First published: UK, Hodder & Stoughton, 1930; US, Doubleday, 1930
John Hillyard, the owner of Minton Deeps Farm, is a writer of detective stories. Some of his friends, who are staying at the farm, decide to amuse themselves by testing his capabilities as a detective in practice instead of only on paper, and they therefore arrange a mock murder; one of the party is to pretend to be murdered, and one to be the murderer, and John Hillyard is to find out who is the pseudo-criminal; proper clues are to be laid and the whole thing made to resemble a real murder as closely as possible. In addition to John Hillyard, other detective story writers who live in the district are invited to try their hands. The game is played, apparently as arranged, but the detective story writers prove dismal failures at their own game; not one of them is able to detect anything. But after the game is over two mysterious shots are heard which have no part in it. Somebody has taken advantage of the farce to shoot Eric Scott-Davies in sober earnest. Enter the police – and Roger Sheringham.
Roger Sheringham, that blithe, beer-drinking detective, solved the difficult problems in The Piccadilly Murders, The Poisoned Chocolates Case, The Silk Stocking Murders, and other best-selling mysteries, but in this new book the most complex and baffling of all his cases confronts him. It began with the death of Eric Scott-Davies at a house party in the country, where John Hillard and his guests were amusing themselves with a game known as “Murder”, in which a fake murder was staged and false clues supplied. But Scott-Davies, who should have been only playing dead, was really so, with a bullet hole in his back. One by one Sheringham sorted out the clues – a smoke-blackened twig, a withered rose in a clearing, the noise of a board creaking at midnight – and then found himself with four confessions of murder on his hands, instead of one. By all odds Roger Sheringham’s greatest case, and Anthony Berkeley’s greatest book.
One of the best-known of the Roger Sheringham cases, although not as good as The Poisoned Chocolates Case or Trial and Error. The gimmick is not new; SPOILER, in fact, it”s the same as Christie’s Roger Ackroyd: the guilty man writes his account of the crime (omitting his guilt) especially for the police.
The chief drawback is that the narrator is singularly annoying—he is a fuddy-duddy moss and stamp collector, though he gradually loses his mincing ways. Several of the characters start off as being perceived one way, but end up the other: the (aptly-named) Armorel Scott-Davies, heir of the classic victim, her cousin Eric, philanderer and scoundrel extraordinaire; and Elsa Verity, a girl too good to be true, loved by Scott-Davies for her money.
Several of Berkeley’s themes occur: the altruistic murderer (whom everyone compliments); the false dénouements (Sheringham becomes a miniature Crimes Circle in himself, as he constructs—and explodes—cases against all the suspects, prefiguring Jumping Jenny); and the trial and inquest.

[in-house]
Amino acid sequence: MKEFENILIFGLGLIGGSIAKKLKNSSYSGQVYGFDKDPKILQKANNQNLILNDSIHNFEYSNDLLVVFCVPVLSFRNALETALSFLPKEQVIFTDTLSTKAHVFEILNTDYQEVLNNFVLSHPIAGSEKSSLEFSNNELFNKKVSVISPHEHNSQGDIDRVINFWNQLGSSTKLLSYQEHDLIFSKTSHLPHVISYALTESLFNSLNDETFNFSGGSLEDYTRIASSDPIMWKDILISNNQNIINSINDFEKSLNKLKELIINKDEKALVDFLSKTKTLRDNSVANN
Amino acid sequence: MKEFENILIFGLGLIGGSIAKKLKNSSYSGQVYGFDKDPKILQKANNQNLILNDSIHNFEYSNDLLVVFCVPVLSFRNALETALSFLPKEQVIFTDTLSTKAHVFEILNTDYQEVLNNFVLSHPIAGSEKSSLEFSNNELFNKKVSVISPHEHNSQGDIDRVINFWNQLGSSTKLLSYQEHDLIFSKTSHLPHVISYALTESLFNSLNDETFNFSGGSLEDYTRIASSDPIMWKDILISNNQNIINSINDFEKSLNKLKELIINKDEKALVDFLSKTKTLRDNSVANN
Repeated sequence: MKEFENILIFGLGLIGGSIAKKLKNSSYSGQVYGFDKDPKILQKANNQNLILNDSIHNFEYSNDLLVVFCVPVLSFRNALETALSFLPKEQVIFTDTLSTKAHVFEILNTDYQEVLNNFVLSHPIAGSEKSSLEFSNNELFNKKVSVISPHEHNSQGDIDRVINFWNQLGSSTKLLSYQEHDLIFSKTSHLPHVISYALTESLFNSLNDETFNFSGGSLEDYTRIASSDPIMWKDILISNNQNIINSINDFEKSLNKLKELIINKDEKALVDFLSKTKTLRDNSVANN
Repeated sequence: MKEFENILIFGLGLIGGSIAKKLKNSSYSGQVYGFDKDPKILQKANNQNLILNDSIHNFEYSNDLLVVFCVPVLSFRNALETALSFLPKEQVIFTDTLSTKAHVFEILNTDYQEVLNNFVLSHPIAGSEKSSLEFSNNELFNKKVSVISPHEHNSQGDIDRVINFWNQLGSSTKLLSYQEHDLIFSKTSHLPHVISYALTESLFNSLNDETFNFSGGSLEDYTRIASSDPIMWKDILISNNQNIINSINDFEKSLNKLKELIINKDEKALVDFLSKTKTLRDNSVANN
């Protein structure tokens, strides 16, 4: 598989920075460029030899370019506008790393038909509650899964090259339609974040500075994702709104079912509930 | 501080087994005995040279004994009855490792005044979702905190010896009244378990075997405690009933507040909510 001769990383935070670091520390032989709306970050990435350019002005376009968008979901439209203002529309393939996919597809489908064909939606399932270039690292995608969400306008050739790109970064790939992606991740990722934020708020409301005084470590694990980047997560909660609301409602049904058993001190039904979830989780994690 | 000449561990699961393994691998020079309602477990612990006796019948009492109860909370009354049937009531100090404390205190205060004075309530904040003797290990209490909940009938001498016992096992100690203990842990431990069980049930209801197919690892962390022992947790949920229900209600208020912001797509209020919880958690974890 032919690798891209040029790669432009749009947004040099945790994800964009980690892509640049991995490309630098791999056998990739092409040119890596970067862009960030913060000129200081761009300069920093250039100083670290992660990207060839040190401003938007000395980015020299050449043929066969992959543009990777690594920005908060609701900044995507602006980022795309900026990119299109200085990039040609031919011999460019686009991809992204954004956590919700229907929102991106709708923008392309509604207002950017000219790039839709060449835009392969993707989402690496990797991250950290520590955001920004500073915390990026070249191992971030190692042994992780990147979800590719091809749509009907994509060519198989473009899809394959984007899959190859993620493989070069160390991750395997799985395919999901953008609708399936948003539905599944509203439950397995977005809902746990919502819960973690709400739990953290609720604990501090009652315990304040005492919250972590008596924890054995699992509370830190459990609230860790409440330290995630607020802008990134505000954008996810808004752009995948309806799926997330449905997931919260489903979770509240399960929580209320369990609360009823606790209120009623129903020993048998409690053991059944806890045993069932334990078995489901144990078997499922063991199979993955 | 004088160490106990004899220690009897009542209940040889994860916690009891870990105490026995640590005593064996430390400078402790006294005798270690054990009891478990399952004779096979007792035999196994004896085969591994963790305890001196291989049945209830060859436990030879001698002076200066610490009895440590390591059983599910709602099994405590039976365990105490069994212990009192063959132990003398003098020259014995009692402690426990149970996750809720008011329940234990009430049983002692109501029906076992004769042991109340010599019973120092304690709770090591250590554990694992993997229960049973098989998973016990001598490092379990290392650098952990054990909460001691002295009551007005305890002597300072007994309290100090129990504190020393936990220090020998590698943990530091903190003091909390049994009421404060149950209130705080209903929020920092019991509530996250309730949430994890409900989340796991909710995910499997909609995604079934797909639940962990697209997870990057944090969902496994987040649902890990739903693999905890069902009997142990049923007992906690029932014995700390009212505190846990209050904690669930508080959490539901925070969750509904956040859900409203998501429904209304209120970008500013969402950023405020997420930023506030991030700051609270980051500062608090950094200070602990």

The chapter in which the ‘murder game’ is plotted is excellent, and very amusing. One wonders whether Ngaio Marsh read it while writing A Man Lay Dead, for in both books the man who plays the murderer in the game is the real murderer.
Times Literary Supplement (25th December 1930):
Mr. Berkeley takes the reader into his confidence in the dedication of this new Roger Sheringham story and explains that it is different from those which have gone before in that he has tried a new technique. Believing that the appeal of a detective story lies rather in the successful presentation of the essential characters than the mere “puzzle element”, he hands over the story after a brief prologue to Cyril Pinkerton, one of the “kingpins” of the series of rather involved circumstances which bring the police and Roger Sheringham to Minton Deep Farm. Here lives John Hillyard, a detective story writer, and near at hand live other novelists of this persuasion. It is suggested that a mock murder shall be staged to test the detective powers of Hillyard and his friends. “Murderer” and “murderee” are fixed upon, the scene is rehearsed and proper clues are left behind, but when the jest is found to have provided the opportunity for somebody really earnest in the matter of removing Eric Scott-Davies, all the amateur detectives tail and call in the official police. Certainly the members of the house-party are real people, and none is more real than the priggish, self-satisfied Cyril Pinkerton, whose ridiculous dignity and habit of taking himself too seriously on every occasion lead to several very humorous incidents in the course of the story. The slipshod reader will be puzzled at various stages of the narrative, but the careful one will agree that Mr. Berkeley’s experiment has proved most successful, and that he has played fair.
NY Times (Bruce Rae, 3rd May 1931, 80w):
It all works out quite smoothly and the reader meanwhile has had ample entertainment.
Outlook (W.R. Brooks, 13th May 1931, 100w):
In spite of its burlesque elements, and the priggishness of its hero, The Second Shot is a very ingenious yarn, and will give you a series of surprises.